It's hard to pick which movies to watch during this time. Having so much free time gives us a chance to catch up on classics or pick new favorites. Well, Indiewire dug deep in the annuls of their interviews to see which movies some of our best directors have recommended recently. 

These are movies that are all streaming and easy to access. 

Check out the list and let us know what you love! 

What Movies do the Best Directors Think You Should Stream? 

Pedro Almodóvar: The Florida Project (Netflix)

“Baker uses his own heart and a special ability for the ellipsis to tell the story of a group of kids that live in a poverty-stricken building painted in purple in the proximity of Disney World. Willem Dafoe is touched by the grace, plus two enormous discoveries: the girl Brooklynn Prince and Bria Vinaite, who plays her mother. I hope that Vinaite gets all that Courtney Love deserved as an actress and very unfairly didn’t get to achieve. Possibly no other film this year breathes a reality as palpable as this one. Sean Baker is my bet for the future,” Almodóvar told IndieWire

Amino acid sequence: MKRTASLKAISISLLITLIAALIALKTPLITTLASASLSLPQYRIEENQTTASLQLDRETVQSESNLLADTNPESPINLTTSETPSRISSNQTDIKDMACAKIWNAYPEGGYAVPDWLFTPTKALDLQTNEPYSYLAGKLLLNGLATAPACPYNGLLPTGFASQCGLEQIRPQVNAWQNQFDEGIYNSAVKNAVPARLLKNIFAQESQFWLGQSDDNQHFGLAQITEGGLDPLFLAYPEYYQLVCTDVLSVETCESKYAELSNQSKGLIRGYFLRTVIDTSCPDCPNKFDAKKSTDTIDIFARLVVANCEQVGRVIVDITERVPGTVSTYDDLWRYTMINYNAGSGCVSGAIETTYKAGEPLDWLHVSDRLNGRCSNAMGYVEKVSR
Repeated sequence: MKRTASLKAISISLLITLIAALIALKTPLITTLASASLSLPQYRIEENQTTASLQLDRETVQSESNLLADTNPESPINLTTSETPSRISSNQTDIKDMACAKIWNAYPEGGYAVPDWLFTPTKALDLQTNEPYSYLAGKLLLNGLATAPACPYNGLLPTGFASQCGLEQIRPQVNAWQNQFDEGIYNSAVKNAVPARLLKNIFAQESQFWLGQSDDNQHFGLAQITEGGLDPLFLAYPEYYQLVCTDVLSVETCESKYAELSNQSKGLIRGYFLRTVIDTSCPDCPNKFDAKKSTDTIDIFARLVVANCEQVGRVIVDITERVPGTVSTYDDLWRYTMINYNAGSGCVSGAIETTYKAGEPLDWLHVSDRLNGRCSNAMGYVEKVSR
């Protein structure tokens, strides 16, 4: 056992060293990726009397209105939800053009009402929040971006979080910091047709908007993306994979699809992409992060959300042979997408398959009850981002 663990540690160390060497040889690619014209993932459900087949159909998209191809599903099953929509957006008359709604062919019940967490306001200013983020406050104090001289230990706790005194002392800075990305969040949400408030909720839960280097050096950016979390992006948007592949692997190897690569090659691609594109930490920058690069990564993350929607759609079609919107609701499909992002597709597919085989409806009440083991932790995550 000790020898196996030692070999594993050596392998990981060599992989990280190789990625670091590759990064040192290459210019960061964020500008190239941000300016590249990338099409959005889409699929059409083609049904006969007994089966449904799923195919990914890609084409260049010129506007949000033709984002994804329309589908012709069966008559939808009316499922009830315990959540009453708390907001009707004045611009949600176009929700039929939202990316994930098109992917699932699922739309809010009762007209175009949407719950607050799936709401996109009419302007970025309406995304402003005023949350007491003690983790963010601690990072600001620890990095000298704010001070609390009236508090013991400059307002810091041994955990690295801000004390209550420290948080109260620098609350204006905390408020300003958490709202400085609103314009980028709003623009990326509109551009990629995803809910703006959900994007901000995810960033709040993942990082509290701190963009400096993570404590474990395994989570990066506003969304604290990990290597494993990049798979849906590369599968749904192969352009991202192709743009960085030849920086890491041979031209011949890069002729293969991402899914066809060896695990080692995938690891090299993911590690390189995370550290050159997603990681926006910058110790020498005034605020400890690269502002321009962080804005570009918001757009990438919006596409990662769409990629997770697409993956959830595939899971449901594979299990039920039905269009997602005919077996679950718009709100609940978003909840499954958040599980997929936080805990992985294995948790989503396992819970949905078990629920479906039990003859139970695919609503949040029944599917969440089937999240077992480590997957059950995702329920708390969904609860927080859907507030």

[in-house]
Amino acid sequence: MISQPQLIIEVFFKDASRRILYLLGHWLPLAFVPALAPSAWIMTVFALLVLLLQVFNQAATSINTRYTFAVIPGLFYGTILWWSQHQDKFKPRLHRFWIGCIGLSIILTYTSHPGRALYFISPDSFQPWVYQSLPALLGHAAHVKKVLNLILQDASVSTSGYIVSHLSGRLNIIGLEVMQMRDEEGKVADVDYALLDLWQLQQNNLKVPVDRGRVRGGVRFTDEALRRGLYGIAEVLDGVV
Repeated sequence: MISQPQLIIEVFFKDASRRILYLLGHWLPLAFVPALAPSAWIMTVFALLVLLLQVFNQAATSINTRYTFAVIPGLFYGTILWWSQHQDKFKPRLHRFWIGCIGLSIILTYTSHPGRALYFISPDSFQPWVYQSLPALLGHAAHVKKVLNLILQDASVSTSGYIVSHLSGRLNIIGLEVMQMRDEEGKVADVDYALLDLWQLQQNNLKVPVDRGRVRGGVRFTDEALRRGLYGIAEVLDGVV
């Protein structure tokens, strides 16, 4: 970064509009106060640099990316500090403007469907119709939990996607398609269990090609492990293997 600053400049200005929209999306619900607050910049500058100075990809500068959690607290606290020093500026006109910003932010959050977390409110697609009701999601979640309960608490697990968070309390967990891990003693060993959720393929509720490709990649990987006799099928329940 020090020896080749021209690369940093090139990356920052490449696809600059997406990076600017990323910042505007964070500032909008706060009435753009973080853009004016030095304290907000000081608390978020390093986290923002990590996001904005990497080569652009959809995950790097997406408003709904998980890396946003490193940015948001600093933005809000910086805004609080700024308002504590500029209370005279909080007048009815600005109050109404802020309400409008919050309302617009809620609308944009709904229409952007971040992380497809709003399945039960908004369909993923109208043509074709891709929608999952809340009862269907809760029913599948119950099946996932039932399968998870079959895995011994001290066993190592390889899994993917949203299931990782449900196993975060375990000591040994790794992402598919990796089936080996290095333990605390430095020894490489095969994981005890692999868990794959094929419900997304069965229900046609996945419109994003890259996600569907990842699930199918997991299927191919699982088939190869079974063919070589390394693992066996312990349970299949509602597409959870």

Lynne Ramsay: Roma (Netflix)

“The sound and image make you feel you’re inside it, like virtual reality but more emotional. A modern classic, a rarity now. Technically unmatched. Every detail and moment so considered but feel just happened upon. So many scenes remain indelibly seared on the brain, the surrealism of life, the connections, horror, humor, and beauty,” said Ramsay.  

Martin Scorsese: Midsommar (Amazon Prime)

Scorsese said, “I can tell you that the formal control is just as impressive as that of Hereditary, maybe more so, and that it digs into emotions that are just as real and deeply uncomfortable as the ones shared between the characters in the earlier picture. I can also tell you that there are true visions in this picture, particularly in the final stretch, that you are not likely to forget. I certainly haven’t.”

Bong Joon Ho: Hereditary (Amazon Prime)

"While the film is an impeccable work of genre in which occult elements are cleverly, tightly woven together, I wonder if genre is just a cover for the real horror,” Bong Joon Ho writes for A24. 

Christopher Nolan: First Man (Amazon Prime)

Nolan raves, “It’s a masterfully staged re-creation of the space program with utterly compelling physical detail and layers of cinematic immersion that command credence and ensure that the radical and intensively subjective nature of Chazelle’s point-of-view comes as a gradually unveiled shock.”

Quentin Tarantino: The Social Network (Netflix)